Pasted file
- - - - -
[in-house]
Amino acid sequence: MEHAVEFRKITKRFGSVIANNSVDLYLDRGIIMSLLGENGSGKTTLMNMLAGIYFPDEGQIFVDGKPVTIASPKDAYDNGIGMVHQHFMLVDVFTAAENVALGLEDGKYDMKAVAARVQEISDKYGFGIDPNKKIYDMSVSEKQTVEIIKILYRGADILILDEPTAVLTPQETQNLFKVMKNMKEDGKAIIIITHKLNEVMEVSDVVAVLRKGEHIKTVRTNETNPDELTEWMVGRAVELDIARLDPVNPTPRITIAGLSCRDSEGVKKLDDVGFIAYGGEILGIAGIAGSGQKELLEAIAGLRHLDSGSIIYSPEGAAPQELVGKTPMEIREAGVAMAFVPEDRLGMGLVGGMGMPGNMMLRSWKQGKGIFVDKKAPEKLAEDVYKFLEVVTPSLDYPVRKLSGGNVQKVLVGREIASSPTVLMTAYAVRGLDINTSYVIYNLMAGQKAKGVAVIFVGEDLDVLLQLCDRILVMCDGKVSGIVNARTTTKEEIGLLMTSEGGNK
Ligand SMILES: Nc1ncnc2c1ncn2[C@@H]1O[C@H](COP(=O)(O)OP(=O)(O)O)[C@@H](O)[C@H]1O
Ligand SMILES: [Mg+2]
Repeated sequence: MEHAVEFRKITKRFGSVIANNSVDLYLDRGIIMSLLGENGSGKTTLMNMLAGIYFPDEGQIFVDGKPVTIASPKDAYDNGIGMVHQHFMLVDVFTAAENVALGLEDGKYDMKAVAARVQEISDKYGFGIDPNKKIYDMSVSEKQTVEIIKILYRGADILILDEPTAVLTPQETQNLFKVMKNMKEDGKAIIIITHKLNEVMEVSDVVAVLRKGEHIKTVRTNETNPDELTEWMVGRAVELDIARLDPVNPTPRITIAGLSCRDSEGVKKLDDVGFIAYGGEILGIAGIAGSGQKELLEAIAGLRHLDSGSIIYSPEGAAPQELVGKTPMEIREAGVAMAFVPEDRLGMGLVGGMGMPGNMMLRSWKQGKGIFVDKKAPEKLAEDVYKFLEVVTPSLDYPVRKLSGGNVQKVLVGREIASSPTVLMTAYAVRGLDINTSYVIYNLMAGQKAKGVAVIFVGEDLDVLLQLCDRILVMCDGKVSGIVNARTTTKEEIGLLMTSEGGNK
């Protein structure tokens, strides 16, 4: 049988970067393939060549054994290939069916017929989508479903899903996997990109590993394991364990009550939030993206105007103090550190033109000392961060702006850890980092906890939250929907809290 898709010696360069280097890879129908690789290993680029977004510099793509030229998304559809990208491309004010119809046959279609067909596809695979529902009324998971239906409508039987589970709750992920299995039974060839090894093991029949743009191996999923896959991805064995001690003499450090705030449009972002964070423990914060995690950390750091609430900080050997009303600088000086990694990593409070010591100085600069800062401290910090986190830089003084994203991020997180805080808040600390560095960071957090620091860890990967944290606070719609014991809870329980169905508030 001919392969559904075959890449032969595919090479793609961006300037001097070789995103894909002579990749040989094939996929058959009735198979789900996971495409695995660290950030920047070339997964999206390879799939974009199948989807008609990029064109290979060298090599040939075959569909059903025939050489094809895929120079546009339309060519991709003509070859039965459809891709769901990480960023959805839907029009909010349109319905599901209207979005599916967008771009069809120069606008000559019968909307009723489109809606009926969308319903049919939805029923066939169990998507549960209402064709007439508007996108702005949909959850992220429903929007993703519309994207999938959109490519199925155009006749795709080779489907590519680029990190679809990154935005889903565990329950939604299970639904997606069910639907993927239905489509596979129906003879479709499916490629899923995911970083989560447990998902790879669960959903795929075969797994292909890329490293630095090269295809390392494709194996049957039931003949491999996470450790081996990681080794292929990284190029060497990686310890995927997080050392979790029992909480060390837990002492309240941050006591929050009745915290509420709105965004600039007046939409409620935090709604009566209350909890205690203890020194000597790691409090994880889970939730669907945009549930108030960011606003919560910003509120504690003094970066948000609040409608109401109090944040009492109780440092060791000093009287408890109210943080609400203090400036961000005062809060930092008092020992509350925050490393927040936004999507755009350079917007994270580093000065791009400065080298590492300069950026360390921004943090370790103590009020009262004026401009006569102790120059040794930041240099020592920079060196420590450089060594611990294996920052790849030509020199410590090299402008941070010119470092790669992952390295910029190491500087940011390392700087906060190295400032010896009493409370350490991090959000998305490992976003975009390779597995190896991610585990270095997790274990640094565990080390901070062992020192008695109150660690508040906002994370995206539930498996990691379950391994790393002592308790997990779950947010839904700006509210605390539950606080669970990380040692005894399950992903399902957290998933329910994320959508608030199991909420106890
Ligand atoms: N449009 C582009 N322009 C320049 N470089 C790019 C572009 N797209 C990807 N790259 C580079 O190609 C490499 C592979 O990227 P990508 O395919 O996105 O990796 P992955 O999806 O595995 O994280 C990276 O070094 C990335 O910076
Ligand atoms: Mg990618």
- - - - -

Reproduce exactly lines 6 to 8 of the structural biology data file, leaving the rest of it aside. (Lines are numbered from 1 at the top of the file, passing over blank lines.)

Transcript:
């Protein structure tokens, strides 16, 4: 049988970067393939060549054994290939069916017929989508479903899903996997990109590993394991364990009550939030993206105007103090550190033109000392961060702006850890980092906890939250929907809290 898709010696360069280097890879129908690789290993680029977004510099793509030229998304559809990208491309004010119809046959279609067909596809695979529902009324998971239906409508039987589970709750992920299995039974060839090894093991029949743009191996999923896959991805064995001690003499450090705030449009972002964070423990914060995690950390750091609430900080050997009303600088000086990694990593409070010591100085600069800062401290910090986190830089003084994203991020997180805080808040600390560095960071957090620091860890990967944290606070719609014991809870329980169905508030 001919392969559904075959890449032969595919090479793609961006300037001097070789995103894909002579990749040989094939996929058959009735198979789900996971495409695995660290950030920047070339997964999206390879799939974009199948989807008609990029064109290979060298090599040939075959569909059903025939050489094809895929120079546009339309060519991709003509070859039965459809891709769901990480960023959805839907029009909010349109319905599901209207979005599916967008771009069809120069606008000559019968909307009723489109809606009926969308319903049919939805029923066939169990998507549960209402064709007439508007996108702005949909959850992220429903929007993703519309994207999938959109490519199925155009006749795709080779489907590519680029990190679809990154935005889903565990329950939604299970639904997606069910639907993927239905489509596979129906003879479709499916490629899923995911970083989560447990998902790879669960959903795929075969797994292909890329490293630095090269295809390392494709194996049957039931003949491999996470450790081996990681080794292929990284190029060497990686310890995927997080050392979790029992909480060390837990002492309240941050006591929050009745915290509420709105965004600039007046939409409620935090709604009566209350909890205690203890020194000597790691409090994880889970939730669907945009549930108030960011606003919560910003509120504690003094970066948000609040409608109401109090944040009492109780440092060791000093009287408890109210943080609400203090400036961000005062809060930092008092020992509350925050490393927040936004999507755009350079917007994270580093000065791009400065080298590492300069950026360390921004943090370790103590009020009262004026401009006569102790120059040794930041240099020592920079060196420590450089060594611990294996920052790849030509020199410590090299402008941070010119470092790669992952390295910029190491500087940011390392700087906060190295400032010896009493409370350490991090959000998305490992976003975009390779597995190896991610585990270095997790274990640094565990080390901070062992020192008695109150660690508040906002994370995206539930498996990691379950391994790393002592308790997990779950947010839904700006509210605390539950606080669970990380040692005894399950992903399902957290998933329910994320959508608030199991909420106890
Ligand atoms: N449009 C582009 N322009 C320049 N470089 C790019 C572009 N797209 C990807 N790259 C580079 O190609 C490499 C592979 O990227 P990508 O395919 O996105 O990796 P992955 O999806 O595995 O994280 C990276 O070094 C990335 O910076
Ligand atoms: Mg990618």